Tuesday, July 11, 2017

Apocalyptic Scenarios

Yesterday afternoon I read this article on the coming environmental apocalypse.  It begins this way:  "It is, I promise, worse than you think. If your anxiety about global warming is dominated by fears of sea-level rise, you are barely scratching the surface of what terrors are possible, even within the lifetime of a teenager today." 

The piece of click bait that worked on me was this nugget:  "The present tense of climate change — the destruction we’ve already baked into our future — is horrifying enough. Most people talk as if Miami and Bangladesh still have a chance of surviving; most of the scientists I spoke with assume we’ll lose them within the century, even if we stop burning fossil fuel in the next decade."

It's a sobering article accompanied by some interesting art pieces, yet it didn't tell me much that I don't already know.  Of course, I've been thinking about these issues for a long time now.  Ironically, it was global climate change that convinced us to move to southern Florida rather than the desert southwest.  In the middle 1990's when we were making these decisions, I didn't include sea level rise in my calculations.  It wasn't expected to be that bad in our lifetime.  Now, it might be.

I expect that most of us will leave the area long before the sea swallows the land.  It's hard to tell what will drive the bulk of us away first.  Housing is pricey, and a large part of that price is the insurance that it takes to live here.  We are upper-middle class people, and each year when I open the homeowners insurance and wind insurance and flood insurance, I spend several weeks wondering how long we can continue to live here.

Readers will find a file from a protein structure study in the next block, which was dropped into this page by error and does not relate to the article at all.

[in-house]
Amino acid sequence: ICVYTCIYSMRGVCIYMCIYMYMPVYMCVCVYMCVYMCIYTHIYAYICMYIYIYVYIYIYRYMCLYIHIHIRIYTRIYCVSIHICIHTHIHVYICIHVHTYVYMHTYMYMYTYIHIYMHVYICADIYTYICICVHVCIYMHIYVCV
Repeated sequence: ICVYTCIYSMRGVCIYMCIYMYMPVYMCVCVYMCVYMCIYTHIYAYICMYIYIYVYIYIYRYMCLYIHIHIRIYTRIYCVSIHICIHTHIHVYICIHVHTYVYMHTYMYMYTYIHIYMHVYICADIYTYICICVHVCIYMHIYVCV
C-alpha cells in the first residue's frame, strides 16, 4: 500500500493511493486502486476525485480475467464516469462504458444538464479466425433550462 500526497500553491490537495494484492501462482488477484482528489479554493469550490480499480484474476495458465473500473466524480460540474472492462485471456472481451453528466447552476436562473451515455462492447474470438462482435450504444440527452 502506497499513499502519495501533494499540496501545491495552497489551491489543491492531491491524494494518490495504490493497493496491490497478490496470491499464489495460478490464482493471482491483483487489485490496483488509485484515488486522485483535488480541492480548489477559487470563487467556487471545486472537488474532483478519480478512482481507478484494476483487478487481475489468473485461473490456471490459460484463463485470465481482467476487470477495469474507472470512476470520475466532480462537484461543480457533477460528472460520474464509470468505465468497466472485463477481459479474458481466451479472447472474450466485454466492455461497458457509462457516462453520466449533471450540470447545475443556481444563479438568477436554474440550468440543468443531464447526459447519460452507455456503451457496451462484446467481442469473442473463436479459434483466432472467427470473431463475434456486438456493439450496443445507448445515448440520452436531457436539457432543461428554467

At some point the cost of drinking water may become unsustainable.  For now, we have a wonderful aquifer that runs below us.  We won't drink up all that water in my lifetime, but saltwater intrusion will likely happen--and then we'll have to pay much more for the water.

Why live here?  For one thing, it's a matter of sunk cost--we've already invested a lot, so we may as well enjoy it while we can.  And it's not like there's lots of jobs further inland and upland.  But it's mainly because I haven't gotten a clear sign that it's time to go.

Of course, once I get that sign, it may be more difficult.  The first house that is declared uninsurable will mean that the rest of us can't sell our houses.  The first taste of salt in the drinking water may lead to panic.

As the article comes to an end, the essayist wonders why we're not seeing climate change in our creative writing:  "So why can’t we see it? In his recent book-length essay The Great Derangement, the Indian novelist Amitav Ghosh wonders why global warming and natural disaster haven’t become major subjects of contemporary fiction — why we don’t seem able to imagine climate catastrophe, and why we haven’t yet had a spate of novels in the genre he basically imagines into half-existence and names “the environmental uncanny.” “Consider, for example, the stories that congeal around questions like, ‘Where were you when the Berlin Wall fell?’ or ‘Where were you on 9/11?’ ” he writes. “Will it ever be possible to ask, in the same vein, ‘Where were you at 400 ppm?’ or ‘Where were you when the Larsen B ice shelf broke up?’ ” His answer: Probably not, because the dilemmas and dramas of climate change are simply incompatible with the kinds of stories we tell ourselves about ourselves, especially in novels, which tend to emphasize the journey of an individual conscience rather than the poisonous miasma of social fate."

I'm not sure I agree with the premise, yet I can't summon non-science fiction works to rebut the claim. I would argue that we see poetry exploring these ideas far more effectively than most genres.

It's an interesting call to artists.  Let me ponder it.

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